Alex Salmond and his fisheries minister were yesterday accused of generating “synthetic outrage” over who should have led the UK team during EU fishing talks last week.
Scottish Secretary Alistair Carmichael argued that SNP complaints over the Agriculture/Fisheries Council meeting in Belgium did not did not respect the outcome of the referendum.
The Liberal Democrat said he hoped such “political game playing” would be shelved when Nicola Sturgeon takes over as first minister next week.
The first minister complained that Richard Lochhead should have stepped in when his UK counterpart George Eustice had to stand down rather than Lord de Mauley, an unelected junior minister from the House of Lords.
Mr Salmond dashed off a bitter letter to the Prime Minister claiming it encapsulated everything that was wrong about the UK Government’s attitude to Scotland and Europe.
Mr Salmond argued Mr Cameron was “risking yet another farcical European outcome” by sending a Lord “with no knowledge of Scotland’s fisheries industry” to negotiate on an important issue rather than the experienced Mr Lochhead.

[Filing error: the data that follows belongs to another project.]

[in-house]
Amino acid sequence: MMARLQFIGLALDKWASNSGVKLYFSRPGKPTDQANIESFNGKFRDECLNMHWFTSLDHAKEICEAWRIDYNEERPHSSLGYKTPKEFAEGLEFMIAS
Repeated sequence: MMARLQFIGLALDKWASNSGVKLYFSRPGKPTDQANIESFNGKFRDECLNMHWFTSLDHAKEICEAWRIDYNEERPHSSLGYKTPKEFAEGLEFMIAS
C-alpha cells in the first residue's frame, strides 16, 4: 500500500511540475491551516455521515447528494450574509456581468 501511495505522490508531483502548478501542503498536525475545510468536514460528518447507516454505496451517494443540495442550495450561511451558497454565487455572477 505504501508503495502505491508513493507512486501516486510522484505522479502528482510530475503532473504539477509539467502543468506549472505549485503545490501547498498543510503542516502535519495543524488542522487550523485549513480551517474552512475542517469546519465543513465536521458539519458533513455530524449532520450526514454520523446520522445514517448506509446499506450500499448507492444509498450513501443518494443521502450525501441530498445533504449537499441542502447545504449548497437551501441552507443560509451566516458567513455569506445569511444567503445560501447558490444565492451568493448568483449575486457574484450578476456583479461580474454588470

Mr Carmichael, in turn, accused the SNP of “playing politics with the fishing industry”.
“I felt that the somewhat synthetic outrage that was being generated by Richard Lochhead and Alex Salmond didn’t actually respect the referendum outcome,” he said.
“I would hope that once Nicola takes charge that Richard Lochhead, or whoever is going to be doing that job, would take a more constructive approach.”
Mr Carmichael said despite “all the sound and the fury” he had heard no detailed objection to the UK government position.
“It was a piece of political game playing. I guess that is what politicians do but actually it is not what the fishing industry now wants,” he said.
“The fishing industry said in the course of the referendum campaign, through the Fishermen’s Federation, there was a real benefit to Scottish fishermen from being part of the United Kingdom.
“The political muscle we have as the jointly largest voting block within the Council of Ministers is something that brings real advantage to Scotland’s fishermen.”